A: I hope to eventually, but I won’t for the first year. I love to teach, I have taught a lot of undergraduate classes. My specialty is psychotherapy and counseling and how counseling works so I would love to teach classes like that, but probably not for at least the first year that I am at Western. I know that I’ll miss teaching because right now I just have a half-time position as associate dean. I’ve always been an administrator and a professor in a split job throughout my career and this will be the first time that I am exclusively an administrator. Right now I think, probably at first, I’ll just be making some guest lectures in the classes where I’m invited.
Q: What makes you a good fit for Western?
A: I think what makes me a good fit is that I have been an administrator of one sort or another for about half my career. I’ve been teaching for 30 years and for 17 of those years I have been an administrator but always part time. I had that job while I did teaching, while I did research, while I had advisees. I think I am a good teacher, at least that’s what my students ratings suggest. I’ve been a successful researcher, I’ve been able to get grants, so the point is that I’ve had all the roles that the faculty that will be working in the college have and I had those roles recently. I think I will understand their goals and I will understand their challenges because recently I’ve been doing the same thing myself. I am a psychologist and my field of research is understanding what improves relationships, what makes for a good relationship. I think great universities depend on collaborative, respectful, working relationships at every level. That is one of my goals, to use what I know as a scientist to promote that kind of relationship that will make us successful. The last thing that I think makes me a good fit is I’m passionate about Western’s goals. When I read about what Western wants to achieve, I think to myself, ‘gosh I want those same things myself.’ They are my personal goals. I think that is what makes me a good match.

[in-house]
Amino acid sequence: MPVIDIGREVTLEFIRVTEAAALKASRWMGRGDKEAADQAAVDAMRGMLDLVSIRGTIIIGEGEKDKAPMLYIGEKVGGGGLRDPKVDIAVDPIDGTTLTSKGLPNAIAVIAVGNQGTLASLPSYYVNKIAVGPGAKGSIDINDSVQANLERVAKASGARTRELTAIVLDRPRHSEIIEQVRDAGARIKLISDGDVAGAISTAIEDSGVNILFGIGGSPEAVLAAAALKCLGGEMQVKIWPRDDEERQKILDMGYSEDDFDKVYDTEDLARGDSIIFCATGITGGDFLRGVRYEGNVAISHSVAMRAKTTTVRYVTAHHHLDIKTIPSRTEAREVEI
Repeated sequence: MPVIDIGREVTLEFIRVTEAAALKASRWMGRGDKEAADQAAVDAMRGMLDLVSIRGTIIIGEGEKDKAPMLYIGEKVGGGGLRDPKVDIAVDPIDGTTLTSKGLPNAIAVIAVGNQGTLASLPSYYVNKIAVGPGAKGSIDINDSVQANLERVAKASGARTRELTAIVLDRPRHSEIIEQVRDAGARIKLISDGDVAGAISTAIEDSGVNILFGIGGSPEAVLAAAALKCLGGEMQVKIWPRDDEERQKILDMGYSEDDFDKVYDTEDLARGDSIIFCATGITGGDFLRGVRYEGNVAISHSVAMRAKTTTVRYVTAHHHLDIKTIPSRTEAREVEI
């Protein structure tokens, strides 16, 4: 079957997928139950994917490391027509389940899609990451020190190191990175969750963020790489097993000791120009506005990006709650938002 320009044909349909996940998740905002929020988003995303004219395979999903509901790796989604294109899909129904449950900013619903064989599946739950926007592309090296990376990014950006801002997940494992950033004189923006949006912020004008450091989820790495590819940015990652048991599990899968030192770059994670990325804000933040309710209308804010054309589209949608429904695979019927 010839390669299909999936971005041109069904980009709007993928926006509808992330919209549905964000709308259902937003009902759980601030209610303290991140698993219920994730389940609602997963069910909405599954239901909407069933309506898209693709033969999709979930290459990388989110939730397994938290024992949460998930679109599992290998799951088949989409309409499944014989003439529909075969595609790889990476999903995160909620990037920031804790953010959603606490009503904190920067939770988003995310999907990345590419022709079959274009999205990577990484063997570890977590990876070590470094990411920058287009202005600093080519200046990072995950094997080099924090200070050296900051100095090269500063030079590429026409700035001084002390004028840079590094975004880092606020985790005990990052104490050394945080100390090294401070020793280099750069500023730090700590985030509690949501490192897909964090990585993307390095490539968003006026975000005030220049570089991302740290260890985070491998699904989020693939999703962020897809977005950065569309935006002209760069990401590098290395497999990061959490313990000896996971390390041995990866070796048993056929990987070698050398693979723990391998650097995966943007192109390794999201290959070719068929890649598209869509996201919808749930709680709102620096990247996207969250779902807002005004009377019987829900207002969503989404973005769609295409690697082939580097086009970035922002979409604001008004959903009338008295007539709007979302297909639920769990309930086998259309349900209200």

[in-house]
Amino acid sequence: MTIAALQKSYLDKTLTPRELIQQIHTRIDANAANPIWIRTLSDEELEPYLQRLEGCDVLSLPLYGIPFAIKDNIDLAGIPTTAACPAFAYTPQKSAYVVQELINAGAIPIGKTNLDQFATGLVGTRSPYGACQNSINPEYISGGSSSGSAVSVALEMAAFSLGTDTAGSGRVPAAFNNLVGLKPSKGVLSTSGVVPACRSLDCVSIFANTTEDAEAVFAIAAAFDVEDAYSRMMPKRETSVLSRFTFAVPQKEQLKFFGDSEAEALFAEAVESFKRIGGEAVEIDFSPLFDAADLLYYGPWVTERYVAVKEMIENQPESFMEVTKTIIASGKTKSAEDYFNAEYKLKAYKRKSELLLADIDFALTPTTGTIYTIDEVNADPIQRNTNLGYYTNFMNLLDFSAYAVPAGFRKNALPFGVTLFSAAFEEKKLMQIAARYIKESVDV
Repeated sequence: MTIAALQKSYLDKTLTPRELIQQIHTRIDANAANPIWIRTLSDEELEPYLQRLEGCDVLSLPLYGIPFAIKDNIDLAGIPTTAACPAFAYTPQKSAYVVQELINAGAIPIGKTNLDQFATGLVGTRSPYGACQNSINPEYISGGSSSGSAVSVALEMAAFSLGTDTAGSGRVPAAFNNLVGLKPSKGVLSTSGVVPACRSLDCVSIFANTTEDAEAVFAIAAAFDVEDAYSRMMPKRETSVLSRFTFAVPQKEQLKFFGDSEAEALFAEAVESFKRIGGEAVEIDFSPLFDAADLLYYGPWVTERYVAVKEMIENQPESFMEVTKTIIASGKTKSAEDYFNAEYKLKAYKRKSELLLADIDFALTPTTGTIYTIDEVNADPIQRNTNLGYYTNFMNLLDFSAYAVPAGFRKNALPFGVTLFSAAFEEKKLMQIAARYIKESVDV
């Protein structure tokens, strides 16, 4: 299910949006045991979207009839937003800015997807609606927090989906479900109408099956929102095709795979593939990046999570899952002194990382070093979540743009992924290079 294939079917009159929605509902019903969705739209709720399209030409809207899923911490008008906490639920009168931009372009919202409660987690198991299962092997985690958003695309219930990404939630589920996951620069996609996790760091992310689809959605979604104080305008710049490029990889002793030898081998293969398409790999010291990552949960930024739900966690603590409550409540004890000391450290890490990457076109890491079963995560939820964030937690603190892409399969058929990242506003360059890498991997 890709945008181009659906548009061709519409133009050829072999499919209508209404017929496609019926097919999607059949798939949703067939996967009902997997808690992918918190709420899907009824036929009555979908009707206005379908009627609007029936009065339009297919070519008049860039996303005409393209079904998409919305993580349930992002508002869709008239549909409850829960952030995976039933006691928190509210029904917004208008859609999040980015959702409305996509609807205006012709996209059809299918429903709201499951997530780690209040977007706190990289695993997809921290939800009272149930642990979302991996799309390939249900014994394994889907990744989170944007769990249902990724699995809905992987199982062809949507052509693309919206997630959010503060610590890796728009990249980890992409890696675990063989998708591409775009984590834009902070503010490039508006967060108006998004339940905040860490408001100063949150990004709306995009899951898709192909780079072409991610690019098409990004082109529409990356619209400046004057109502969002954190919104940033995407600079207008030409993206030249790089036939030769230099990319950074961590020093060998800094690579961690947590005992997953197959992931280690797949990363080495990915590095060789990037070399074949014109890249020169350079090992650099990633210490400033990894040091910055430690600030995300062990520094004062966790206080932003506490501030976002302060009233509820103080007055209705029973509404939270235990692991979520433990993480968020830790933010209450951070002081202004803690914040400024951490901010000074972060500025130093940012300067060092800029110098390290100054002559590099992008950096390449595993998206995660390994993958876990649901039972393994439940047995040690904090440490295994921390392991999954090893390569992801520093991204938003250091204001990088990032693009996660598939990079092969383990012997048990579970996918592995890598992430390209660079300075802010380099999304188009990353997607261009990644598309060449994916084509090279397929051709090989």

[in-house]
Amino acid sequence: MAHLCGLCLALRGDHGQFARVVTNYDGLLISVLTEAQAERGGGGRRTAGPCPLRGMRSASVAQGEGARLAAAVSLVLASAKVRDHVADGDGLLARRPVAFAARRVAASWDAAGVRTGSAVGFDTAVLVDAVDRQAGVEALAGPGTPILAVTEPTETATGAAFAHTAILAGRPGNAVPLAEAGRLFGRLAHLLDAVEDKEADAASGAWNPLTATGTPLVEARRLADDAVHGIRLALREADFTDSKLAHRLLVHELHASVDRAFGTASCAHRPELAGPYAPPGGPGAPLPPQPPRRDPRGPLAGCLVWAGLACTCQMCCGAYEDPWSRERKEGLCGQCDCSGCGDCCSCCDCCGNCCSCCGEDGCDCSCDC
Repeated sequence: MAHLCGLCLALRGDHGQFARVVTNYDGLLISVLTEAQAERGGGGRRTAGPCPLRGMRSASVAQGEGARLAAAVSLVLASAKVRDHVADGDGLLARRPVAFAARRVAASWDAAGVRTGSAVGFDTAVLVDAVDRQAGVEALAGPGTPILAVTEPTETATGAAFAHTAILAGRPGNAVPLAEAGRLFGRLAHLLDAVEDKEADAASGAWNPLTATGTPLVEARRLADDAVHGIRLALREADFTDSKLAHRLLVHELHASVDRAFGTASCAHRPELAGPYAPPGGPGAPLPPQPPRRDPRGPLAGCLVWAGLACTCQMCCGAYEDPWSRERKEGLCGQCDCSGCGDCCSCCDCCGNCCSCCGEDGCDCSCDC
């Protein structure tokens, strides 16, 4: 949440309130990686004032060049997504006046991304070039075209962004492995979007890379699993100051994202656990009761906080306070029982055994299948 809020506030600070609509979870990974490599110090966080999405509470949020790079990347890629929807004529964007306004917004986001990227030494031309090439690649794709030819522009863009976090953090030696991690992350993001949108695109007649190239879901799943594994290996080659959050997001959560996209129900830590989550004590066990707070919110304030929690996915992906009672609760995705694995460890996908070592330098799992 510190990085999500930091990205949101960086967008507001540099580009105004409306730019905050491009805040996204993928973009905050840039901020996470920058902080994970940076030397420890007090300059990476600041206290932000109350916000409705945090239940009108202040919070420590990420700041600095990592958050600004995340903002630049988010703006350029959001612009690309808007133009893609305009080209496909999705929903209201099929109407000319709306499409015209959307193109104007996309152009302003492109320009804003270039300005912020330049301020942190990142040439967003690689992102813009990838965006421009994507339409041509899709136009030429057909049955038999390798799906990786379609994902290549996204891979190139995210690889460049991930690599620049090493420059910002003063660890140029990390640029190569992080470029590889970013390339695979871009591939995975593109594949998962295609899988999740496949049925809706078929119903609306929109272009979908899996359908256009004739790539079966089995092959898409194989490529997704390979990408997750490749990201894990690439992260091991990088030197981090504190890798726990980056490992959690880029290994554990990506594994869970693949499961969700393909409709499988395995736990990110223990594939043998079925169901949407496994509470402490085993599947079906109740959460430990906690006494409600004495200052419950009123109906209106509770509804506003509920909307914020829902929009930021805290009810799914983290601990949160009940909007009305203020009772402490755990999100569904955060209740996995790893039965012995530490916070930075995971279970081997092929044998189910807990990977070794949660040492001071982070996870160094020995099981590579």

Q: What are you most excited for?
A: I think this is a great time to be at Western. Western faces some challenges, I remember when I first applied for the job, not long after that President Shepard had to shut the university down. I think Western is poised for great success on so many levels. It is going to be a national model for what a great teaching centered institution can be. I think we can take Western to be even more of a place that other universities look to. That’s probably what we should do ourselves. You’ve got a great faculty, superb students and you’re not afraid to innovate. Western is not afraid to try new things and that is unusual. I’ve been at a lot of universities where trying something new was really difficult. I was so impressed during my interviews, time and time again, with how much affection people have for Western. I have never been at a place where every student I met and every faculty member seemed to glad to work at Western and to be proud to be associated with Western. Not to say there aren’t problems or I didn’t hear some complaints, but people just seemed to really love to work for Western and I am one of those people already. That excites me, to be on a team of people who enjoy their jobs and are as dedicated. I like to listen to the news and I would say every day that we listen to the news, it is obvious to me that our country and the world needs more than ever the kind of graduates that Western produces. Thoughtful people who can do critical thinking, who can express themselves in writing and in oral form and who can be advocates for social justice. That’s a goal that I have to try to introduce wherever I have the opportunity to help train students to be advocates for social justice. I am very thankful to join in that mission that I think is Western’s mission.